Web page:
Esther 8:13, Question 1. Why does the verse use the term galui (“revealed”)?

יג פַּתְשֶׁגֶן הַכְּתָב לְהִנָּתֵן דָּת בְּכָלמְדִינָה וּמְדִינָה גָּלוּי לְכָלהָעַמִּים וְלִהְיוֹת הַיְּהוּדִיים [הַיְּהוּדִים] עַתִודִים [עַתִידִים] לַיּוֹם הַזֶּה לְהִנָּקֵם מֵאֹיְבֵיהֶם

13. Copies of the decree gave over the law in each state revealing to all the nations to allow the Yehudim to be ready for this day to avenge themselves from their enemies.

  • The Kad HaKemach explains that the verse uses the term galui (“revealed”) because, as opposed to Haman’s decree, which was intended to be secretive, this decree was meant to be fully known by all.
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Esther 4:13, Question 1. Why does the verse use the word “lihashiv” (to reply) instead of “lihashlech” (to send)?

יג וַיֹּאמֶר מָרְדֳּכַי לְהָשִׁיב אֶלאֶסְתֵּר אַלתְּדַמִּי בְנַפְשֵׁךְ לְהִמָּלֵט בֵּיתהַמֶּלֶךְ מִכָּלהַיְּהוּדִים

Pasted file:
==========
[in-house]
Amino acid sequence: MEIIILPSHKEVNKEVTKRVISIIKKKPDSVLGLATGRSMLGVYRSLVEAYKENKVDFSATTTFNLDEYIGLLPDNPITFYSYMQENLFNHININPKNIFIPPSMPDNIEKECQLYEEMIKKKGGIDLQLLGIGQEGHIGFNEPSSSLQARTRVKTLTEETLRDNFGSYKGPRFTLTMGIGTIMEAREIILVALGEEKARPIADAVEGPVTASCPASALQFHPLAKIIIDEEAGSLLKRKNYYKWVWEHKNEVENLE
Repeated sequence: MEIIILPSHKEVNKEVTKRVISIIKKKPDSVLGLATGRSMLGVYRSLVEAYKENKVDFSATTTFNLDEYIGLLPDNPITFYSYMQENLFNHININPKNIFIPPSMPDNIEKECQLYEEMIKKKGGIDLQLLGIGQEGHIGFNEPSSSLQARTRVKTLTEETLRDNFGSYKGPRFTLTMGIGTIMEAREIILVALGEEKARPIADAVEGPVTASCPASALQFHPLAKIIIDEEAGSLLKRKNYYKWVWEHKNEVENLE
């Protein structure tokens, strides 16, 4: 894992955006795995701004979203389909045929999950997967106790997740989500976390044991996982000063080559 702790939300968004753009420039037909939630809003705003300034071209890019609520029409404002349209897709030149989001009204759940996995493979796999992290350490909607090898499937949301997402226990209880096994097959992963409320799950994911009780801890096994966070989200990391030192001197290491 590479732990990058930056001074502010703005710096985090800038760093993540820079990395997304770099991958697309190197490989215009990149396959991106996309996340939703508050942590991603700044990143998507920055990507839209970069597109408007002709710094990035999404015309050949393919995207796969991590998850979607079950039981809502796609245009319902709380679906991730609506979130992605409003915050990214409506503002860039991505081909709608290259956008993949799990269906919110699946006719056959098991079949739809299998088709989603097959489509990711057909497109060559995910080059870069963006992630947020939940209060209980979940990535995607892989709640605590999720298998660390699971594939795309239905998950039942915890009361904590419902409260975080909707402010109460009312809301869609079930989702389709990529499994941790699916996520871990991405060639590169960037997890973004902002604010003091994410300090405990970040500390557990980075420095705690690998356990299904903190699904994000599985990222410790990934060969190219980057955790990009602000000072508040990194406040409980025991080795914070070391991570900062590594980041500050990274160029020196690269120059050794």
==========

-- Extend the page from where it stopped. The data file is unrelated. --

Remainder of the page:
13. And Mordechai said to reply to Esther, “Do not imagine in your soul to escape the house of the king from all the Yehudim.

According to M’nos HaLevi, since Mordechai and Esther were using angels as their messengers, there was no longer the need for secrecy as implied by the word, “lihashlech” (“to send”). Angels do not need to be sent.

Esther 2:15, Question 2. Why does this verse mention Esther’s father’s name, one of two times (the other in 9:29) in the entire Megillas Esther?

  • The Malbim contends that Esther, besides possessing health and beauty, also had great character because of her distinguished father. We know that he was a great man because it says in the Talmud (hinted at in Megillah 10b) that all prophets must have good genealogy.
  • Another reason for her father to be mentioned here comes from the Maharal. He quotes the verse in the Torah (Bireishis 2:24) that says a man who finds his intended should cling to her. Maharal continues that a woman, too, clings to her husband after marriage. Therefore, Esther was connected to Mordechai up until this point, and will now have to cling to her new “husband,” Achashverosh.
  • The Talmud (Megillah 13b) says that Esther’s ancestors Rachel, Benyamin, and Shaul were all able to keep secrets. This characteristic was passed down through Avichayil to Esther. Rav Chaim Kanievsky says this verse emphasizes this genetic link to secrecy. This is why Esther’s father was not mentioned earlier when her secrecy was first mentioned (2:10 above), because there, she was commanded to be secretive by Mordechai, and this verse is attesting to her innate ability to do so for this long period of time.